A SURVEY CONDUCTED by the National Pro Bono Resource Centre reveals that about $250 million-worth of work was undertaken on a pro bono basis by Australian solicitors in 2007. On average, this amounts to every solicitor giving one week per year of their time free of charge to the community.
The national survey covers 887 solicitors from all states and territories, from both small and top-tier firms, and lawyers in both city and regional practices. It covered a range of practice areas, ages and levels of seniority.
Some 90 per cent of those who undertook pro bono work in the past year said they undertook pro bono to help the disadvantaged, followed by 85 per cent who worked pro bono out of a sense of professional responsibility.
Commenting on the legal profession’s growing commitment to pro bono, director of the centre, John Corker, noted that enthusiasm for pro bono can be attributed to the positive impact it has on solicitors as well as the broader community.
“Pro bono makes sense. Not only does it provide disadvantaged individuals and the organisations that support them with access to justice, it can be one of the most rewarding experiences in a solicitor’s life. Almost every solicitor undertakes some form of pro bono work.”
According to Corker, one of the key themes that emerged from the survey is that solicitors undertaking pro bono need better support and recognition.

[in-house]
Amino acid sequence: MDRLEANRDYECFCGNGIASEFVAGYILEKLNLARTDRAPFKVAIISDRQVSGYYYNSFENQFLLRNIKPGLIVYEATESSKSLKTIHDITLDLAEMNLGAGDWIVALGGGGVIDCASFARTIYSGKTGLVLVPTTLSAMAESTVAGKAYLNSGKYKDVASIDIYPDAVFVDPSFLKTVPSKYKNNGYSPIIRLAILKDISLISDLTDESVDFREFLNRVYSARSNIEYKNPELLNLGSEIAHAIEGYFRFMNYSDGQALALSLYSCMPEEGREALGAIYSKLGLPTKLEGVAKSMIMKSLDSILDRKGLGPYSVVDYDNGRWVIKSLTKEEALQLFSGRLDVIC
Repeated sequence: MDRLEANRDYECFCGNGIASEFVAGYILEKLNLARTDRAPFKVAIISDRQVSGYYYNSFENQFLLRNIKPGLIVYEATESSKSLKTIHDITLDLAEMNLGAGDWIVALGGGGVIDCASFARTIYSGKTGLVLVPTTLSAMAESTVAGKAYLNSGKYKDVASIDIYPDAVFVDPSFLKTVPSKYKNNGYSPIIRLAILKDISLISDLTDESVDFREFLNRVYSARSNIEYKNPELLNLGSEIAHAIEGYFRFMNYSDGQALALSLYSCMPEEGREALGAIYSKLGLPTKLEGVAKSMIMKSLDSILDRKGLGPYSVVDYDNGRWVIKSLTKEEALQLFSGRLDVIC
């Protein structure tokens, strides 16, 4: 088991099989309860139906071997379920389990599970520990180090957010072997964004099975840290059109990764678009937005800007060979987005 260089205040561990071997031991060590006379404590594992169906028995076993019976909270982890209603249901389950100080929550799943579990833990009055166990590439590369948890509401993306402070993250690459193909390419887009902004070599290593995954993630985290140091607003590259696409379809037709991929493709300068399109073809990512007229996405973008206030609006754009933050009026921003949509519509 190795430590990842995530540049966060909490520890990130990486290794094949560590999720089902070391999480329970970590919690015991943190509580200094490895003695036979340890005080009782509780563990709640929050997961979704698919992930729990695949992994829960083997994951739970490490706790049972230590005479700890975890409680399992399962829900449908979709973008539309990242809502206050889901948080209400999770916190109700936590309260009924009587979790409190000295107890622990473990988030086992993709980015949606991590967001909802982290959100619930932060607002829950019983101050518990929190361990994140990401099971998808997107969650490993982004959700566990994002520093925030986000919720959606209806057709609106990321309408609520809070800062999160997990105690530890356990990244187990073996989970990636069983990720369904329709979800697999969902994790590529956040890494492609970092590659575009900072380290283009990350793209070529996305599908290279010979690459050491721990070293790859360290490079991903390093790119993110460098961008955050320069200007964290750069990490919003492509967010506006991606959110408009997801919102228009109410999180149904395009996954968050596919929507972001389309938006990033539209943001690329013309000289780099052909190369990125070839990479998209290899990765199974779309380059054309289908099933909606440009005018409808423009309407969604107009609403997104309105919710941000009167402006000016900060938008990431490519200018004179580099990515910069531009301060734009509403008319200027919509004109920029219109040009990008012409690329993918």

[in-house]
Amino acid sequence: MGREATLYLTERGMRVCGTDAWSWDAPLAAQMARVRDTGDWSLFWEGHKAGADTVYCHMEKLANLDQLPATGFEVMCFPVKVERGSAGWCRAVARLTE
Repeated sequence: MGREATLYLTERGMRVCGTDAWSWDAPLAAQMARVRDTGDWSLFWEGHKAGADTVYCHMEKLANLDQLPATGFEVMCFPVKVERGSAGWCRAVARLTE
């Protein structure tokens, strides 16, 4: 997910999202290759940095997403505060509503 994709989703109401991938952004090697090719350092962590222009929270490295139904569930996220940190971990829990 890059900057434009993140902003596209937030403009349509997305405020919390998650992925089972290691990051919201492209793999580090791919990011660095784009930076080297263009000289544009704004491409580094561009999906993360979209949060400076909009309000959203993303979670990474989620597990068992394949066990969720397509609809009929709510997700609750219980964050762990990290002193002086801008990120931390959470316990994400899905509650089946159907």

Corker said although the support and recognition for pro bono appears to have improved dramatically in recent years, firms can do more. Many respondents from large firms called for greater recognition of the valuable contribution of their pro bono work, not just in their performance appraisal, but by giving full credit for pro bono work in relation to their billable and financial targets.
The survey also revealed that 94 per cent of lawyers think solicitors should undertake more pro bono work, a figure that Corker is not surprised by.
“While thousands of solicitors generously give their time, bottom-line business concerns, heavy workloads and personal career considerations force some solicitors to eschew their professional obligation”.
In April 2007 the National Pro Bono Resource Centre launched the National Pro Bono Aspirational Target which established an aspirational target figure of at least 35 hours per year per lawyer for pro bono work. More than 3,000 lawyers are now covered by this target.
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